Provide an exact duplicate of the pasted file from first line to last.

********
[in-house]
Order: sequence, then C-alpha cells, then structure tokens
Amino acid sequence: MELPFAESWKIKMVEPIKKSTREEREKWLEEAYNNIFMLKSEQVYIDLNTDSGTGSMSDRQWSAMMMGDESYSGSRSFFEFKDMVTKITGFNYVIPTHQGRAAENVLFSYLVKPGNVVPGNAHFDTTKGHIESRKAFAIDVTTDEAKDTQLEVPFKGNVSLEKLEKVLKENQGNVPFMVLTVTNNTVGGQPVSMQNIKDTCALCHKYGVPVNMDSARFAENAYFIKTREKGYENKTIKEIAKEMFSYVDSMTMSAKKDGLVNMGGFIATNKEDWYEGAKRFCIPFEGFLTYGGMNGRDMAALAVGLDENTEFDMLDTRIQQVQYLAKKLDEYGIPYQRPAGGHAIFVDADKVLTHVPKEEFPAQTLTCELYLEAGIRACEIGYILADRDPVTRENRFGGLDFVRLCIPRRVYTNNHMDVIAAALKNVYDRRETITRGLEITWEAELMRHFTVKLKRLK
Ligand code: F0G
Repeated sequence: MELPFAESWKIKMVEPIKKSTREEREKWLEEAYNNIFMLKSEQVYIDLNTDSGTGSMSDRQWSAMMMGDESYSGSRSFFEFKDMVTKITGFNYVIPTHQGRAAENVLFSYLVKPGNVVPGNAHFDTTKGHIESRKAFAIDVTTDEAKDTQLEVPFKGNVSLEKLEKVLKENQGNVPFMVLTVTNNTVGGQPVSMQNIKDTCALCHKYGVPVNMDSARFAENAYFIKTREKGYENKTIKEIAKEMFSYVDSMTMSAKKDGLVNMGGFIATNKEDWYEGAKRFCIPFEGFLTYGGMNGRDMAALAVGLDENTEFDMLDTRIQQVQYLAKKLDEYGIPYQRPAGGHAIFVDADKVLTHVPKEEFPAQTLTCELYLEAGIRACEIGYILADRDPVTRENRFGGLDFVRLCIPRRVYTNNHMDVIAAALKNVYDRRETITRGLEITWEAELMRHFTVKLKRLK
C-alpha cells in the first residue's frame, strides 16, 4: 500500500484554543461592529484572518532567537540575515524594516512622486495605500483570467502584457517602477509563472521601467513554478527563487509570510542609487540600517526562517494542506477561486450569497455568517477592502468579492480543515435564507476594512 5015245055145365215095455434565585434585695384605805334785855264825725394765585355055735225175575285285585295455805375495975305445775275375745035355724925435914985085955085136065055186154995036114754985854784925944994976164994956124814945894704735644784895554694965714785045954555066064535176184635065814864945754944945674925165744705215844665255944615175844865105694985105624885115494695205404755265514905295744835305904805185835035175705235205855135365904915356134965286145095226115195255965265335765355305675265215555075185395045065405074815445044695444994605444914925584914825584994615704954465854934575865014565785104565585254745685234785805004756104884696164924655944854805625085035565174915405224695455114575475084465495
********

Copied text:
[in-house]
Order: sequence, then C-alpha cells, then structure tokens
Amino acid sequence: MELPFAESWKIKMVEPIKKSTREEREKWLEEAYNNIFMLKSEQVYIDLNTDSGTGSMSDRQWSAMMMGDESYSGSRSFFEFKDMVTKITGFNYVIPTHQGRAAENVLFSYLVKPGNVVPGNAHFDTTKGHIESRKAFAIDVTTDEAKDTQLEVPFKGNVSLEKLEKVLKENQGNVPFMVLTVTNNTVGGQPVSMQNIKDTCALCHKYGVPVNMDSARFAENAYFIKTREKGYENKTIKEIAKEMFSYVDSMTMSAKKDGLVNMGGFIATNKEDWYEGAKRFCIPFEGFLTYGGMNGRDMAALAVGLDENTEFDMLDTRIQQVQYLAKKLDEYGIPYQRPAGGHAIFVDADKVLTHVPKEEFPAQTLTCELYLEAGIRACEIGYILADRDPVTRENRFGGLDFVRLCIPRRVYTNNHMDVIAAALKNVYDRRETITRGLEITWEAELMRHFTVKLKRLK
Ligand code: F0G
Repeated sequence: MELPFAESWKIKMVEPIKKSTREEREKWLEEAYNNIFMLKSEQVYIDLNTDSGTGSMSDRQWSAMMMGDESYSGSRSFFEFKDMVTKITGFNYVIPTHQGRAAENVLFSYLVKPGNVVPGNAHFDTTKGHIESRKAFAIDVTTDEAKDTQLEVPFKGNVSLEKLEKVLKENQGNVPFMVLTVTNNTVGGQPVSMQNIKDTCALCHKYGVPVNMDSARFAENAYFIKTREKGYENKTIKEIAKEMFSYVDSMTMSAKKDGLVNMGGFIATNKEDWYEGAKRFCIPFEGFLTYGGMNGRDMAALAVGLDENTEFDMLDTRIQQVQYLAKKLDEYGIPYQRPAGGHAIFVDADKVLTHVPKEEFPAQTLTCELYLEAGIRACEIGYILADRDPVTRENRFGGLDFVRLCIPRRVYTNNHMDVIAAALKNVYDRRETITRGLEITWEAELMRHFTVKLKRLK
C-alpha cells in the first residue's frame, strides 16, 4: 500500500484554543461592529484572518532567537540575515524594516512622486495605500483570467502584457517602477509563472521601467513554478527563487509570510542609487540600517526562517494542506477561486450569497455568517477592502468579492480543515435564507476594512 5015245055145365215095455434565585434585695384605805334785855264825725394765585355055735225175575285285585295455805375495975305445775275375745035355724925435914985085955085136065055186154995036114754985854784925944994976164994956124814945894704735644784895554694965714785045954555066064535176184635065814864945754944945674925165744705215844665255944615175844865105694985105624885115494695205404755265514905295744835305904805185835035175705235205855135365904915356134965286145095226115195255965265335765355305675265215555075185395045065405074815445044695444994605444914925584914825584994615704954465854934575865014565785104565585254745685234785805004756104884696164924655944854805625085035565174915405224695455114575475084465495